What Is Takaful?
Takaful is a type of Islamic insurance wherein members contribute money into a pool system to guarantee each other against loss or damage. Takaful-branded insurance is based on sharia or Islamic religious law, which explains how individuals are responsible to cooperate and protect one another. Takaful policies cover health, life, and general insurance needs.
Takaful insurance companies were introduced as an alternative to those in the commercial insurance industry, which are believed to go against Islamic restrictions on riba (interest), al-maisir (gambling), and al-gharar (uncertainty) principles—all of which are outlawed in sharia.
- Takaful is a type of Islamic insurance wherein members contribute money into a pool system to guarantee each other.
- Takaful-branded insurance is based on sharia or Islamic religious law and covers health, life, and general insurance needs.
- Any claims made by participants are paid out of the takaful fund.
All parties or policyholders in a takaful arrangement agree to guarantee each other and make contributions to a pool or mutual fund instead of paying premiums. The pool of collected contributions creates the takaful fund. Each participant's contribution is based on the type of coverage they require and their personal circumstances. A takaful contract specifies the nature of the risk and the length of the coverage, similar to that of a conventional insurance policy.
The takaful fund is managed and administered on behalf of the participants by a takaful operator, who charges an agreed-upon fee to cover costs. Much like a conventional insurance company, costs include sales and marketing, underwriting, and claims management.
Any claims made by participants are paid out of the takaful fund and any remaining surpluses, after making provisions for the likely cost of future claims and other reserves, belong to the participants in the fund—not the takaful operator. Those funds may be distributed to the participants as cash dividends or distributions, or via a reduction in future contributions.
An Islamic insurance company operating a takaful fund must operate under the following principles:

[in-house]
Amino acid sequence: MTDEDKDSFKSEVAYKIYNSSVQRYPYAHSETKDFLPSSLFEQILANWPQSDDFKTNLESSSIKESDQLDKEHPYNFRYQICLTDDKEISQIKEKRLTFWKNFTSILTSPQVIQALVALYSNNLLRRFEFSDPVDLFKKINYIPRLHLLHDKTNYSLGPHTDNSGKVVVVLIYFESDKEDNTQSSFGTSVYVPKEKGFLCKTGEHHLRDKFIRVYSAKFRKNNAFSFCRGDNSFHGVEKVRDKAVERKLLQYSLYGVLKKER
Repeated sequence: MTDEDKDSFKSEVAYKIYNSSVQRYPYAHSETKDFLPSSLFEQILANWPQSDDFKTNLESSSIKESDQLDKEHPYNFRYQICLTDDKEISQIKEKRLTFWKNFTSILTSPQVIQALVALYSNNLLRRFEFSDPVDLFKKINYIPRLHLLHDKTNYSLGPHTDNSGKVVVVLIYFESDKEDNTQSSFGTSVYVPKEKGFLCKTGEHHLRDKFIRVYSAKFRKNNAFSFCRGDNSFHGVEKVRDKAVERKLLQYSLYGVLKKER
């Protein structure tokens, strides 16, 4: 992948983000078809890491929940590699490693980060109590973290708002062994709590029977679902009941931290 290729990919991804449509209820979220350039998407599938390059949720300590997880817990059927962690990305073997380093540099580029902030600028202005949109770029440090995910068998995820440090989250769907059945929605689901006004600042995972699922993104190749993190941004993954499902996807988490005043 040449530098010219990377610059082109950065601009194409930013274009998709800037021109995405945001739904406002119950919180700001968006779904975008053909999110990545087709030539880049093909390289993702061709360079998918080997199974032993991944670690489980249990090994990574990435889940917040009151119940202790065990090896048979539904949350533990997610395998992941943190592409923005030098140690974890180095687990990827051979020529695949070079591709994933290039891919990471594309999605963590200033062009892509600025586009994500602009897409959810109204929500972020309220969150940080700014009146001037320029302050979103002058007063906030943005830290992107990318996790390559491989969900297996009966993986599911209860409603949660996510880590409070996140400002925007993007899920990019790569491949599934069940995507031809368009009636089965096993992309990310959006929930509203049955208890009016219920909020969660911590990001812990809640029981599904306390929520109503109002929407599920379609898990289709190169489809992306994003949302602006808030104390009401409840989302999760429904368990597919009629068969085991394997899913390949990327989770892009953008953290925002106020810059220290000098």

- It must operate according to Islamic cooperative principles.
- A reinsurance commission may only be received from or paid out to Islamic insurance and reinsurance companies.
- The insurance company must maintain two separate funds: a participant and policyholder fund, and a shareholder fund.
According to a report by Research and Markets, the global takaful market is growing at a rapid pace. The market was worth roughly $19 billion USD by the end of 2017, with the largest segment being the life and family market. Takaful was expected to grow to $40 billion by 2023, according to the report, thanks in part to a large global Muslim population—especially in the Asia-Pacific region.
Young Muslims make up about 60% of the community, making the takaful market even more likely to grow in the future.
Some of the largest names in the takaful market, according to the report, were believed to be the following:
- Islamic Insurance Company
- Standard Chartered
- Prudential BSN Takaful Berhad
- Zurich Malaysia
- Takaful Malaysia
Takaful vs. Conventional Insurance
Most Islamic jurists conclude that conventional insurance is unacceptable in Islam because it does not conform with sharia for the following reasons:
- Conventional insurance includes an element of al-gharar or uncertainty.
- Conventional insurance is based on the concept and practice of charging interest. Islamic insurance, on the other hand, is based on tabarru, where a portion of the contributions made by participants is treated as a donation. This is why policyholders in takaful are usually referred to as participants.
- Conventional insurance is considered a form of gambling.